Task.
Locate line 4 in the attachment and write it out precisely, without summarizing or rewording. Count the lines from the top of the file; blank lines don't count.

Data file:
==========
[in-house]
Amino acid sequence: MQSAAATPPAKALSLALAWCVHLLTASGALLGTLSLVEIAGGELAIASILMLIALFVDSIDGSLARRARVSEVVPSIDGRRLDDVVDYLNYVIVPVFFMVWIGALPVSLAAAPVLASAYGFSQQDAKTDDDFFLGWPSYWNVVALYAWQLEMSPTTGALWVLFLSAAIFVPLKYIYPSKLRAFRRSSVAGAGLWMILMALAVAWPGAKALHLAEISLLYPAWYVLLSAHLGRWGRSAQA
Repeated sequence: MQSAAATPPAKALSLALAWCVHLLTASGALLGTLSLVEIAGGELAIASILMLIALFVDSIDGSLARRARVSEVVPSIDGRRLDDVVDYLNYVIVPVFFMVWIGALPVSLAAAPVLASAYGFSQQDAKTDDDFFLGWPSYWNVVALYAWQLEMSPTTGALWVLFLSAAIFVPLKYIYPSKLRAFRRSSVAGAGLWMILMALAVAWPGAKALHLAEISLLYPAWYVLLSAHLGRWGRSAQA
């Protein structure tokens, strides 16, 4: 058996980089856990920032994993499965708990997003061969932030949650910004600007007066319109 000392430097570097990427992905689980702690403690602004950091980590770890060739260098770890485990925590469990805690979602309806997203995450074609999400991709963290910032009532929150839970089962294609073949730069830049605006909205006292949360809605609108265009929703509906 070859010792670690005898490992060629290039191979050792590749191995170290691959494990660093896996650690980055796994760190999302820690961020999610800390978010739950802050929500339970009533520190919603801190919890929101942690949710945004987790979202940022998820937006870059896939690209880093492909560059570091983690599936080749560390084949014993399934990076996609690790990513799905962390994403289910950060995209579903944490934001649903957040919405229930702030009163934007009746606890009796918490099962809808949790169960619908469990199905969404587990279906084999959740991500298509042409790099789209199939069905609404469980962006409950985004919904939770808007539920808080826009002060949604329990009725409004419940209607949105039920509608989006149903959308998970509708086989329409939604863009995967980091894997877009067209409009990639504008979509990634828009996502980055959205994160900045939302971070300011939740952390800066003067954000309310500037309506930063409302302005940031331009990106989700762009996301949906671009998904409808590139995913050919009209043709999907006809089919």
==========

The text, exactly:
């Protein structure tokens, strides 16, 4: 058996980089856990920032994993499965708990997003061969932030949650910004600007007066319109 000392430097570097990427992905689980702690403690602004950091980590770890060739260098770890485990925590469990805690979602309806997203995450074609999400991709963290910032009532929150839970089962294609073949730069830049605006909205006292949360809605609108265009929703509906 070859010792670690005898490992060629290039191979050792590749191995170290691959494990660093896996650690980055796994760190999302820690961020999610800390978010739950802050929500339970009533520190919603801190919890929101942690949710945004987790979202940022998820937006870059896939690209880093492909560059570091983690599936080749560390084949014993399934990076996609690790990513799905962390994403289910950060995209579903944490934001649903957040919405229930702030009163934007009746606890009796918490099962809808949790169960619908469990199905969404587990279906084999959740991500298509042409790099789209199939069905609404469980962006409950985004919904939770808007539920808080826009002060949604329990009725409004419940209607949105039920509608989006149903959308998970509708086989329409939604863009995967980091894997877009067209409009990639504008979509990634828009996502980055959205994160900045939302971070300011939740952390800066003067954000309310500037309506930063409302302005940031331009990106989700762009996301949906671009998904409808590139995913050919009209043709999907006809089919």